bored of excitement – the griefjunkie blog
Thursday, June 5th, 2014 at 9:14 am | Write a comment
I horrified an artisan baker recently by making a sandwich out of crisps and a focaccia. If you’re unfamiliar, a focaccia is a type of bread originally eaten by Italian peasants but now made by people called Angus and Fergus and sold to people called Laura and Matilda, and Greenwich Market is knee deep in it. I pointed out that they were artisan crisps, but he was still upset.
It’s because of this sort of thing that I have developed an intolerance to artisan food. I’m fine with nuts and wheat, but I have to avoid anything that claims to have been prepared with love. It’s not that it isn’t nice – on the contrary. I have no problem with artisan bakers baking stuff, but I do have a problem with the expectation that we should be grateful to them for having done so. ‘I don’t care if God’s made it,’ said Danny at Greenwich on Sunday, summing things up quite nicely, ‘four quid is a lot to pay for a Viennese whirl’.
This raises the question of what non-artisan food is. You’d need to go to a supermarket for that, but unfortunately I have to be drunk to go to a supermarket, as it is one of the most depressing experiences a person can have. I am roped into a big supermarket expedition perhaps three times a year. Nobody enjoys it, and I mainly use the opportunity to go Advice Tattoo spotting. I have many favourite Advice Tattoos: Follow Your Heart, YOLO, Carpe Diem and so forth, all of which are tattoo-speak for ‘I Am Both Boring And Pleased With Myself’. Making big waves on the Advice Tattoo front at the moment is Dare To Dream. While I appreciate the sentiment, it is ultimately poor advice, unless you’re actually Martin Luther King – and how many of us can truthfully claim that? For almost everyone else the trick, surely, is to dare not to dream. You’ll get a lot more done. Dare To Plan would be more realistic, although as a statement I concede that it lacks sparkle. It’s possible, I suppose, that the last time I saw Dare To Dream the lady in question had, with the whole world to aim at, dreamed of morbid obesity and pushing angry crisp filled children around Asda in an Arsenal shirt with ‘Gooner Bird’ written on it, in which case she was winning.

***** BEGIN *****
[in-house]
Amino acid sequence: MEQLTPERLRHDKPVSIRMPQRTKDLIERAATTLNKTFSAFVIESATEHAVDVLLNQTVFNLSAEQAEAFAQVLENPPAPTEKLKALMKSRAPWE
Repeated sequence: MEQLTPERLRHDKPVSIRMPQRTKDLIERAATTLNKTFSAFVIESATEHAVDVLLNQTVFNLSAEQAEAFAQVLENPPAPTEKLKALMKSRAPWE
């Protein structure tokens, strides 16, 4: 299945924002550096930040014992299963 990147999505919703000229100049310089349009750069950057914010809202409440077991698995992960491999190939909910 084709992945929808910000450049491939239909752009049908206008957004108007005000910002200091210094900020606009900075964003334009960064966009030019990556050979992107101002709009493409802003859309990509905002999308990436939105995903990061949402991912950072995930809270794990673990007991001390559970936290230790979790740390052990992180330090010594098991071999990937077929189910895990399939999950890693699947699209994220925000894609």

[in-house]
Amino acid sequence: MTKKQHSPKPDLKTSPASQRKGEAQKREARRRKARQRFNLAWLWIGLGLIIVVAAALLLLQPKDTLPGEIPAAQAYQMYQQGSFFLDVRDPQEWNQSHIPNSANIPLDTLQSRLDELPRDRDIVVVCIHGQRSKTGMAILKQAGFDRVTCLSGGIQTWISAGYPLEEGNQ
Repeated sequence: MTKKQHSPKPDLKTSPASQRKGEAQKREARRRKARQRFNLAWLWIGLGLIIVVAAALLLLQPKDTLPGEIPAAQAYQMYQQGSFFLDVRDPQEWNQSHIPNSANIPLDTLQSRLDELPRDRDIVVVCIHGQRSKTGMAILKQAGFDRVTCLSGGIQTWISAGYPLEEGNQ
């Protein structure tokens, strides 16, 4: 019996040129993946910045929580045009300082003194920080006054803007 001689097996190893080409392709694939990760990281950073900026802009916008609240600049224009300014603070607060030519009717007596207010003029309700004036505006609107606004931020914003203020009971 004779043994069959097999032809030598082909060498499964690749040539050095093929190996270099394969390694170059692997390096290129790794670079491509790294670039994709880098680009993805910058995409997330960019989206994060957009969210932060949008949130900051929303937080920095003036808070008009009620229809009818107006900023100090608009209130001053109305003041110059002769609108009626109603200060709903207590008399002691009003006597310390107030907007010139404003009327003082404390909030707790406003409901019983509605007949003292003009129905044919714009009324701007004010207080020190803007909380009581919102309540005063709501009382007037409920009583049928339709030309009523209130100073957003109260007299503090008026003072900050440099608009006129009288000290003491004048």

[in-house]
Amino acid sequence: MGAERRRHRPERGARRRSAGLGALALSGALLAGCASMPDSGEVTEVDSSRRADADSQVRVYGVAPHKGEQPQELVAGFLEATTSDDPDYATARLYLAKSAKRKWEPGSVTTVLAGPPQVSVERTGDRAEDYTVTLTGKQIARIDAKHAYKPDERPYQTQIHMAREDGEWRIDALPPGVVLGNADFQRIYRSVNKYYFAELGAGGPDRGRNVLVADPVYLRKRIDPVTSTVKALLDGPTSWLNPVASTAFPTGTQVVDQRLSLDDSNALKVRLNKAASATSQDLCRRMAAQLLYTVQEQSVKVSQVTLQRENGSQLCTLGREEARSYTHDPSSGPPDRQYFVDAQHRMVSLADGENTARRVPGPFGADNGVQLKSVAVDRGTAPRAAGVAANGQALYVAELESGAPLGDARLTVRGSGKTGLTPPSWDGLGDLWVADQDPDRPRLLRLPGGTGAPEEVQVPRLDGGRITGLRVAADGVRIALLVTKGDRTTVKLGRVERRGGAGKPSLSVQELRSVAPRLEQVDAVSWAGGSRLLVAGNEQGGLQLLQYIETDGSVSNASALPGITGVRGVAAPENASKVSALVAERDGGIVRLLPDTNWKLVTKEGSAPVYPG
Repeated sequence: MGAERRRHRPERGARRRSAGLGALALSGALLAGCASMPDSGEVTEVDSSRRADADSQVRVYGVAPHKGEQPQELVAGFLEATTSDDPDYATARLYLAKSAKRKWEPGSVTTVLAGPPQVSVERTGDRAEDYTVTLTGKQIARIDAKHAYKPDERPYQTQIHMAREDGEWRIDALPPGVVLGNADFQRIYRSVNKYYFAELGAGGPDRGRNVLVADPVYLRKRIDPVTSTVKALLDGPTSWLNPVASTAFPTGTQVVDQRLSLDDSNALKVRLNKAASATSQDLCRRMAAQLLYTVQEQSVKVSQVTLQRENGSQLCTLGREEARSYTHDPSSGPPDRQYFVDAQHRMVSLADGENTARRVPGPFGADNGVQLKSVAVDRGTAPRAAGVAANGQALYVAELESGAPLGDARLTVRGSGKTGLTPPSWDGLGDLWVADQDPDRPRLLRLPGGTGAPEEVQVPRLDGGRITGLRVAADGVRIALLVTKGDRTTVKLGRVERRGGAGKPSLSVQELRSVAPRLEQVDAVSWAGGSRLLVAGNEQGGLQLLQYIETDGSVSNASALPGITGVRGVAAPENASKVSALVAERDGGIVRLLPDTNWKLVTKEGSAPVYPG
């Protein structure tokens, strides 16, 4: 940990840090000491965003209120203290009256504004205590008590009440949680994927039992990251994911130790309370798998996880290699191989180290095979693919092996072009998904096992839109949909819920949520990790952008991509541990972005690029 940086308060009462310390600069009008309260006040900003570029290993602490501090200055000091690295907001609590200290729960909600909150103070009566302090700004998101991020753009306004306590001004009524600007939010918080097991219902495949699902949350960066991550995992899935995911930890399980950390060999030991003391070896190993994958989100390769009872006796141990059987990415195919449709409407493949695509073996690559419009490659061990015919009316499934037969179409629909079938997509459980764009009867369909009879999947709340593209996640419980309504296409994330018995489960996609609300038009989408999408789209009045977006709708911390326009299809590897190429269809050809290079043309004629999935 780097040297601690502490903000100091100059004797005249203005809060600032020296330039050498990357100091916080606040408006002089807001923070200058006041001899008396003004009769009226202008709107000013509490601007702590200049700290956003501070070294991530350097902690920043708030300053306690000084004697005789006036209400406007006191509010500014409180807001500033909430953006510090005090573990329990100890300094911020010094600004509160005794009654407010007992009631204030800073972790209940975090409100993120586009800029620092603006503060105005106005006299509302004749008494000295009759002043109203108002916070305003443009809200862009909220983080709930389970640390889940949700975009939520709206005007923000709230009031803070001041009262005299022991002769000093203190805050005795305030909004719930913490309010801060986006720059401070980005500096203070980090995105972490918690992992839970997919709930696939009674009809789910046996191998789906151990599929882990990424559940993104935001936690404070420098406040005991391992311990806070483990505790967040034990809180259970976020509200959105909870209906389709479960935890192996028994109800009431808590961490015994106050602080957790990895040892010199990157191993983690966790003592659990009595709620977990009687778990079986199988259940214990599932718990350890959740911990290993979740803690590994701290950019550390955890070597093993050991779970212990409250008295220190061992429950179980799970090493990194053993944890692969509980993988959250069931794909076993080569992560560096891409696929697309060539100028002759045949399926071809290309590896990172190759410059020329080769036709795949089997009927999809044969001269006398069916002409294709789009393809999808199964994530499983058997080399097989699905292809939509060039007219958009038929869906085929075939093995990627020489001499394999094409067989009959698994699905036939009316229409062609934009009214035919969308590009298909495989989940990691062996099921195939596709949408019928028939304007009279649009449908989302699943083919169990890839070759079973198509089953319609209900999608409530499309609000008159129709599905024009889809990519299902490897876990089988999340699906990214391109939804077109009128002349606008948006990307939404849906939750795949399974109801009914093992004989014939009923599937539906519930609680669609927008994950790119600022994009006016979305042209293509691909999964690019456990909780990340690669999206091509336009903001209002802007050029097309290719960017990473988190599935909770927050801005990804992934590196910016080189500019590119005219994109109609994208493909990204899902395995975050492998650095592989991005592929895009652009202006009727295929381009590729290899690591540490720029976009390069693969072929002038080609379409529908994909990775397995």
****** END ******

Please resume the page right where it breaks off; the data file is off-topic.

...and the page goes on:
My own eating habits are far from exemplary: as I am fond of saying, I eat like someone whose parents have gone out for the evening. My favourite meals are chips in bed and dairy medley, two of my own inventions. Chips in bed is a favourite winter treat, and consists of getting fish and chips from the chippie on the way home from a cold days trading, and eating them fully clothed in bed. It is a simple meal to prepare, and works best if you have no central heating. Dairy medley consists of two (or more) varieties of ice cream in a bowl with double cream poured liberally on top, and is intended as a light summer treat. I last had dairy medley in Ipswich, when it was prepared for me by a kind waitress at that city’s fine Premier Inn. I like Premier Inns. They are unpretentious and know what they’re about; providing a cheap, quiet, unfussy environment in which to either a) have an affair b) attend a conference or c) kill yourself. The same kind waitress also gave me a large amount of Premier Inn shower gel, to which I am partial. I use it at home to make myself feel more businesslike and dynamic.
It was while enjoying my dairy medley that I overheard Fergus and Angus discussing artisan food. They were trading at the same event as us and staying in the same Premier Inn, and it was easy to overhear them because they were important and talking loudly. It turned out that they were selling their artisan bread on behalf of someone else, rather than baking it themselves. This is more honest than another popular artisan baker trick, which is to buy a ton of stuff from Tesco’s, scuff it up a bit, put it in one of your own boxes, write ‘Prepared With Love’ on the side, and quadruple the price. Myself, I am at fine with Angus and Fergus’ little fib. After all, how many cherry bakewells does Mr Kipling see? How much rice is Uncle Ben rinsing off under the kitchen tap? As a capitalist, however, rest assured that when I have teams of them making me rich and staying in Premier Inns in the line of duty I will force them to eat in the car park, so that the rest of us can enjoy our idiotic desserts in peace.
Photards – this week’s photographic studies, on loan from the Tate Modern, are:
Top: Self, sleeping under a stall at a show. Combination of long morning, comfy blanket, Kindle and staff.
Middle: My main bike, captured here on the upper mezzanine gallery of the Market Hall, Camden Lock. By the look of things, I was dropping stock off, having ferried it up from Greenwich. Those panniers weigh 30 lbs each when fully loaded, and explain why I can eat chips in bed and dairy medley without having arteries like optical fibres.
Lower: Graffiti in the gents’ of a Norfolk pub. I innocently wrote ‘West Ham/East London’, unaware of the storm I would unleash. By the time I took this picture an hour later, there had been contributions from Arsenal, Tottenham, Norwich City and Ipswich Town fans. In the pub itself, all was calm and agreeable, even when an old bloke had a heart attack outside and was attended to by ambulance staff in the dining area.